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How Mcon Services use QuivvyTools to debug Podio systems
Meet Kamil Makowski
Kamil is the founder and CEO of Mcon Services. Mcon aims to create more time for small and medium-sized business owners, by initiating digital transformation, process optimization, and process automation. One of the systems they use to make this happen is Podio. Depending on the client and process, they use it either as an interface, interactive database, or a system of record for more extensive integrations or ERP-like solutions. Kamil is also responsible for developing Mcon's internal Podio system, which they use to manage all of their production and client processes.
QuivvyTools really shortens the debugging jobs
How does Mcon use QuivvyTools?
My development team uses QuivvyTools extensively. The most often used features are:
- Searching for anything flow/custom var related
- Flow/field dependencies
- Manual flow triggers
- Brick numbers
- Error reporting
As we see it, there are 3 main areas in which QuivvyTools is invaluable:
When we get corrections from clients or encounter unsuccessful tests, the first thing we do is open QuivvyTools and narrow down the problem - if not to a specific field or GlobiFlow brick, then at least to the correct flow.
Almost all business processes are interlinked in one way or another. So when we implement new processes, we often have the option to optimize the existing processes further. This is when we jump into QuivvyTools and get started with investigating dependencies and figuring out optimization points. These points can be either Podio architecture related or GlobiFlow logic related - both can be seen in QuivvyTools.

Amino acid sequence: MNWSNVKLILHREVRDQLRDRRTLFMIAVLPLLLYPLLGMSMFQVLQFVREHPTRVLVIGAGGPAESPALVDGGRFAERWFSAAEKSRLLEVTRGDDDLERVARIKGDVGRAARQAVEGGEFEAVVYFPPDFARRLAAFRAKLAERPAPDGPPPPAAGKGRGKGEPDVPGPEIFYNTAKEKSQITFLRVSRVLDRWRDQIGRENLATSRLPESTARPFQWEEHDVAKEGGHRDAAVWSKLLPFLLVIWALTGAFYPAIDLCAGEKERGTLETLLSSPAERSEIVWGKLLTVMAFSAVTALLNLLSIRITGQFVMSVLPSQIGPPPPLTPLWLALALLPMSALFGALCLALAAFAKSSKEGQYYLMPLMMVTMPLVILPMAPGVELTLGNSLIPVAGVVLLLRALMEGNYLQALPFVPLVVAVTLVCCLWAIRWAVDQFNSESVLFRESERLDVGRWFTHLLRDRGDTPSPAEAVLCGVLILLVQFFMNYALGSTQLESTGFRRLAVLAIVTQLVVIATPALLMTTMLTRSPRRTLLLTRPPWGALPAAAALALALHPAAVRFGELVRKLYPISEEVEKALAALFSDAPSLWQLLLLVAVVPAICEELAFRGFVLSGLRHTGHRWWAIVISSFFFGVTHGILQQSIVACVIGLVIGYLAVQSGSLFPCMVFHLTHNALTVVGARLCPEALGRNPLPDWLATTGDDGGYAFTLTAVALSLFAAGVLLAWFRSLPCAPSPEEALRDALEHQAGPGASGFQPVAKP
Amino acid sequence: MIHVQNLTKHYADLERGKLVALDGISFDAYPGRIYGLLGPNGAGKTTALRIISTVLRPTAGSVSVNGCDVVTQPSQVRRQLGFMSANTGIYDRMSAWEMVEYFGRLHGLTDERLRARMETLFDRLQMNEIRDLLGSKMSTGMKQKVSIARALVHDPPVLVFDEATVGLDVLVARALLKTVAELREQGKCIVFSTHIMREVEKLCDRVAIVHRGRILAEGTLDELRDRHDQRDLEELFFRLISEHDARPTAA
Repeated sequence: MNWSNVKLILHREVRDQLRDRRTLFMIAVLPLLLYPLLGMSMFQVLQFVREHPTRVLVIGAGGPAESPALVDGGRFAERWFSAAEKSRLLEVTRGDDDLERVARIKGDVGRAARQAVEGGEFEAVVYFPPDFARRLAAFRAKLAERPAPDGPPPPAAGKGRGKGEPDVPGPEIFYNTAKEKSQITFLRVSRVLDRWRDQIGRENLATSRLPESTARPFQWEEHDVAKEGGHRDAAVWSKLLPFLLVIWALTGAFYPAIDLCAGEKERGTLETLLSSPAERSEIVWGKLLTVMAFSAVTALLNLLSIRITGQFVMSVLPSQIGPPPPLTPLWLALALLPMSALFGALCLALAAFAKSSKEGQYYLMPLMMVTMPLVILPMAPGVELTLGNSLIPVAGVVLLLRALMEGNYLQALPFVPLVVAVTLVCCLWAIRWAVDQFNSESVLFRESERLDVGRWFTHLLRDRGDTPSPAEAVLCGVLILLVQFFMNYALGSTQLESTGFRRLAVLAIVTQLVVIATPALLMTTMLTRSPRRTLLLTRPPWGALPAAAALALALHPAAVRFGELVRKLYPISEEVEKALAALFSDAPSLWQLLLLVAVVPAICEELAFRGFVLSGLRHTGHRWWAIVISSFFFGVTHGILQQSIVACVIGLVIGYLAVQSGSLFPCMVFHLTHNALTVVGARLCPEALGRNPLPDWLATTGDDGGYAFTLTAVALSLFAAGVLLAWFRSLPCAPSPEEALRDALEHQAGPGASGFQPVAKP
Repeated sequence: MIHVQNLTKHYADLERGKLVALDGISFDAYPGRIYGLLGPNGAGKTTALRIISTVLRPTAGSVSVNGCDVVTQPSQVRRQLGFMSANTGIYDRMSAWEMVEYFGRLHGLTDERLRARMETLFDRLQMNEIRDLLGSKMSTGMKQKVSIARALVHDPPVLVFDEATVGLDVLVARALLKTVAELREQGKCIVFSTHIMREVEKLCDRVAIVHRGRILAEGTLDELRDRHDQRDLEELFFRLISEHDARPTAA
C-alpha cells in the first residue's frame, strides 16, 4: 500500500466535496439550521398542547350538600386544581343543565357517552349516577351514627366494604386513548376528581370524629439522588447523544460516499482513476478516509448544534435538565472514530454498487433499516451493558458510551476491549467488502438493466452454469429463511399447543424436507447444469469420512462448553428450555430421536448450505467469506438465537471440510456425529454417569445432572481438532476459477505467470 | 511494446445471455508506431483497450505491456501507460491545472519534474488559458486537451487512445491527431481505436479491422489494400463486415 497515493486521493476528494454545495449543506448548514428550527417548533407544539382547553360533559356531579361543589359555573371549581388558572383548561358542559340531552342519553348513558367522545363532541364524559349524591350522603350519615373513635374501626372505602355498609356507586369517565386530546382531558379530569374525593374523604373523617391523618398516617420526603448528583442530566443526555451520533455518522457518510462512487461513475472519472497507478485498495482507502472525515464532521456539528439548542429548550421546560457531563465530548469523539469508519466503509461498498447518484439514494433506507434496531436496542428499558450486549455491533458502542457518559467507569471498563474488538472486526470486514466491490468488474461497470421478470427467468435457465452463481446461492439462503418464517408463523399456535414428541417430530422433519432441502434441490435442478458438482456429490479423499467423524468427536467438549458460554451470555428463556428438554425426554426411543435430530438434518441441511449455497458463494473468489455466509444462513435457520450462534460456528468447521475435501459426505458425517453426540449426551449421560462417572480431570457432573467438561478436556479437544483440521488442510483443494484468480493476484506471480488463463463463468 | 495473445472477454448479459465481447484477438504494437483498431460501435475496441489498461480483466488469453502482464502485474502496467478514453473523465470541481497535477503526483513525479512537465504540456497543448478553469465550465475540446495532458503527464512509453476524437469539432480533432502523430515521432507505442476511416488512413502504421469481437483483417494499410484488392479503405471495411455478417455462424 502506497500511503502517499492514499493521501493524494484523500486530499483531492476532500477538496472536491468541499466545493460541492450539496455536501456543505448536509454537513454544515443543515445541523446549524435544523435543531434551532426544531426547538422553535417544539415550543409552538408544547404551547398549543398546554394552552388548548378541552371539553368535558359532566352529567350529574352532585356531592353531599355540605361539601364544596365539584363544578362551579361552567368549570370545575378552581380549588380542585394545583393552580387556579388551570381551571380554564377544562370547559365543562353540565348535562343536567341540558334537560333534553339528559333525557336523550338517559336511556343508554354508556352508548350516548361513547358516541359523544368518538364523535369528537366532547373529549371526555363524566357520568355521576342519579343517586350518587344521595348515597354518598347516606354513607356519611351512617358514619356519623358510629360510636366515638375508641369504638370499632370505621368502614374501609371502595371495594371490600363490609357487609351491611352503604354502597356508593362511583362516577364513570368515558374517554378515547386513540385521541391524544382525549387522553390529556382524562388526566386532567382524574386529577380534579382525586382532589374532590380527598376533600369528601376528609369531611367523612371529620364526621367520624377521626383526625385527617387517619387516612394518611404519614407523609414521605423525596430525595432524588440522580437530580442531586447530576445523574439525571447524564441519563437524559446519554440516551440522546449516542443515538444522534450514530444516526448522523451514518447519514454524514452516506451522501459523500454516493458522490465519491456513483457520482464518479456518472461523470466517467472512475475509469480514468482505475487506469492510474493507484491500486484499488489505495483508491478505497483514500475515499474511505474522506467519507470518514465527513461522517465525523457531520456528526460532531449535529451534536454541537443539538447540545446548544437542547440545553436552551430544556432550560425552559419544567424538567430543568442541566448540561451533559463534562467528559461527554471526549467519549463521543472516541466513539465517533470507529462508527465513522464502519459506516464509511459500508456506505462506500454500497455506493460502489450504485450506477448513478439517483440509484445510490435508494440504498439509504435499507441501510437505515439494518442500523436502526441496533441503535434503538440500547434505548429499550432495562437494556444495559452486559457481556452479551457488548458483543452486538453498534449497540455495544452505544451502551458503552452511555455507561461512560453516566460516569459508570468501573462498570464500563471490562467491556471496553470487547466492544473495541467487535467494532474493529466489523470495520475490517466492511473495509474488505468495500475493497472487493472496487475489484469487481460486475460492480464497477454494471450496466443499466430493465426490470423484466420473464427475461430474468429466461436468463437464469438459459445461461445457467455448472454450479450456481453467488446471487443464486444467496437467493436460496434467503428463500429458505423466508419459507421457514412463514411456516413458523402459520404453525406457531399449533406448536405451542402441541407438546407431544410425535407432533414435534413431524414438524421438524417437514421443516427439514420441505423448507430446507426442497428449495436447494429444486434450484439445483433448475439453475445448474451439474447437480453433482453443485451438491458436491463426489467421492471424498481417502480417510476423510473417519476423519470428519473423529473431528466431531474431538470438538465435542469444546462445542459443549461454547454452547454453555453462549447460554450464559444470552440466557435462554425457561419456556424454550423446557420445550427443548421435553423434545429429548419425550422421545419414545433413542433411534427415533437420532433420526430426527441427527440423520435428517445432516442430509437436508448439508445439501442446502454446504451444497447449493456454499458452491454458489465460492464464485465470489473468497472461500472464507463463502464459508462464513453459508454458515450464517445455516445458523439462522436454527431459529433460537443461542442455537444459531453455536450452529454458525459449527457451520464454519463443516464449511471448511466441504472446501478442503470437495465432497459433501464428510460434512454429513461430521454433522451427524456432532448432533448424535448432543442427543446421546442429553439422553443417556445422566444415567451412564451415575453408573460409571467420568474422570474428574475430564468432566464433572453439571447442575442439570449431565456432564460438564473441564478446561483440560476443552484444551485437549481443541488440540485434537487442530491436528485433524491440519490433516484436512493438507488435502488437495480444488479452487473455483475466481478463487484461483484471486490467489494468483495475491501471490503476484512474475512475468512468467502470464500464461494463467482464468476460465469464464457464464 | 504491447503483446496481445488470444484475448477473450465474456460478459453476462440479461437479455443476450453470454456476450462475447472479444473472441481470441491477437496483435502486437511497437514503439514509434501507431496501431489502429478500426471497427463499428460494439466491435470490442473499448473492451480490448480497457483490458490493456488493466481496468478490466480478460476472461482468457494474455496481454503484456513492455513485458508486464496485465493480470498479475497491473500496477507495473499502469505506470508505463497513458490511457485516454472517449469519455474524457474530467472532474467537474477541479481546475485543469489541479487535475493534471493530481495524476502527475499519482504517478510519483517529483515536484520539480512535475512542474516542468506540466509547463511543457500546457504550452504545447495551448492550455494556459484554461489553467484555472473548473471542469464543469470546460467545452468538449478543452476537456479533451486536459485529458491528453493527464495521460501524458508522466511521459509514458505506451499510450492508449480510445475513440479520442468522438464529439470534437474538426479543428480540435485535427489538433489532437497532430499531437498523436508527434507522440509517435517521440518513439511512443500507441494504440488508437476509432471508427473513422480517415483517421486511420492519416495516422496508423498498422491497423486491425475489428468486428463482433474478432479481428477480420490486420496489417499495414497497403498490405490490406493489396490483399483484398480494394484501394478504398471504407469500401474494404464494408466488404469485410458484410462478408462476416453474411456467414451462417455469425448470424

As you all know, it is not straight forward to create a good separation between a production and test environment (yet). Most often, people work directly in production. This means that anytime we delete a GlobiFlow or anything in the Podio architecture, we first verify it through QuivvyTools.
For my situation, it would be very helpful if QuivvyTools developed these functionalities:
1. The ability to track hook event triggers
2. When you click on a field and get the GlobiFlow list, it would be great if we'd be able to split the list by dependency type, e.g. triggers, update from current item, update from referenced item, used in cust var, used in filters,...
The last points might be harder to accomplish since the field might be used in multiple ways in one flow, but just showing which flows a field triggers would be amazing.